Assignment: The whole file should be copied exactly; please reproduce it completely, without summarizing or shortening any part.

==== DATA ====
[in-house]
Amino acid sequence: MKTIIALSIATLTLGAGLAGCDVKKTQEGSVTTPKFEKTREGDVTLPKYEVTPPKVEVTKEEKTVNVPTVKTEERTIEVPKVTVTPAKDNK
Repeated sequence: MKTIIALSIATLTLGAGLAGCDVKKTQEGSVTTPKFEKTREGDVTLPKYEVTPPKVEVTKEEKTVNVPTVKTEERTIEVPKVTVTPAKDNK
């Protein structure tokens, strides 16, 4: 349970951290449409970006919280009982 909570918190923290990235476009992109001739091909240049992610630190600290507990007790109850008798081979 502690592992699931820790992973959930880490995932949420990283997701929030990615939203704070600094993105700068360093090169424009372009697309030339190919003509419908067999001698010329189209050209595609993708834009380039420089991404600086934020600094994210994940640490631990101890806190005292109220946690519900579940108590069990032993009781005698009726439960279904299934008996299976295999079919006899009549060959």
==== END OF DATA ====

[in-house]
Amino acid sequence: MKTIIALSIATLTLGAGLAGCDVKKTQEGSVTTPKFEKTREGDVTLPKYEVTPPKVEVTKEEKTVNVPTVKTEERTIEVPKVTVTPAKDNK
Repeated sequence: MKTIIALSIATLTLGAGLAGCDVKKTQEGSVTTPKFEKTREGDVTLPKYEVTPPKVEVTKEEKTVNVPTVKTEERTIEVPKVTVTPAKDNK
């Protein structure tokens, strides 16, 4: 349970951290449409970006919280009982 909570918190923290990235476009992109001739091909240049992610630190600290507990007790109850008798081979 502690592992699931820790992973959930880490995932949420990283997701929030990615939203704070600094993105700068360093090169424009372009697309030339190919003509419908067999001698010329189209050209595609993708834009380039420089991404600086934020600094994210994940640490631990101890806190005292109220946690519900579940108590069990032993009781005698009726439960279904299934008996299976295999079919006899009549060959």